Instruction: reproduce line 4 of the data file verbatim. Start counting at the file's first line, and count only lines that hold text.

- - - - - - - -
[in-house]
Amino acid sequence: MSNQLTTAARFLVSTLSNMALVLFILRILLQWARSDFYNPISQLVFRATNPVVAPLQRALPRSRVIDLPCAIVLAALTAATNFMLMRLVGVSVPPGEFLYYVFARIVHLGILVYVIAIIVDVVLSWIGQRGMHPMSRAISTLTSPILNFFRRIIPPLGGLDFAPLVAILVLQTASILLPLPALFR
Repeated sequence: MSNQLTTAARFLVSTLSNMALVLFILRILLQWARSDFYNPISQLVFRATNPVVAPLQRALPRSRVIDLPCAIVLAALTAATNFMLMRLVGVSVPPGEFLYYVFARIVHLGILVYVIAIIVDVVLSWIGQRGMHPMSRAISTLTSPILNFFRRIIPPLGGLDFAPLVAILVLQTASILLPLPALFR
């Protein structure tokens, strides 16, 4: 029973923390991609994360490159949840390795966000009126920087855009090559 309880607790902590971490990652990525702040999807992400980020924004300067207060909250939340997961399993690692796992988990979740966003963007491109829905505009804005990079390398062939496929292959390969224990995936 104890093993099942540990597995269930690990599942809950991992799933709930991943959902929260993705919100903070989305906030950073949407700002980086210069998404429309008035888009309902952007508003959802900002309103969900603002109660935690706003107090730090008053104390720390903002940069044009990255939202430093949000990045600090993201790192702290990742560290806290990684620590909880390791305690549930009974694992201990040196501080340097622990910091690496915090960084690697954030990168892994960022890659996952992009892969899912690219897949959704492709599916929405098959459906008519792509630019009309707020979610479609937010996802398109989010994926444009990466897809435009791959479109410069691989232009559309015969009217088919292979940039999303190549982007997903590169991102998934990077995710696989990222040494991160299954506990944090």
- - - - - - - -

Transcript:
């Protein structure tokens, strides 16, 4: 029973923390991609994360490159949840390795966000009126920087855009090559 309880607790902590971490990652990525702040999807992400980020924004300067207060909250939340997961399993690692796992988990979740966003963007491109829905505009804005990079390398062939496929292959390969224990995936 104890093993099942540990597995269930690990599942809950991992799933709930991943959902929260993705919100903070989305906030950073949407700002980086210069998404429309008035888009309902952007508003959802900002309103969900603002109660935690706003107090730090008053104390720390903002940069044009990255939202430093949000990045600090993201790192702290990742560290806290990684620590909880390791305690549930009974694992201990040196501080340097622990910091690496915090960084690697954030990168892994960022890659996952992009892969899912690219897949959704492709599916929405098959459906008519792509630019009309707020979610479609937010996802398109989010994926444009990466897809435009791959479109410069691989232009559309015969009217088919292979940039999303190549982007997903590169991102998934990077995710696989990222040494991160299954506990944090």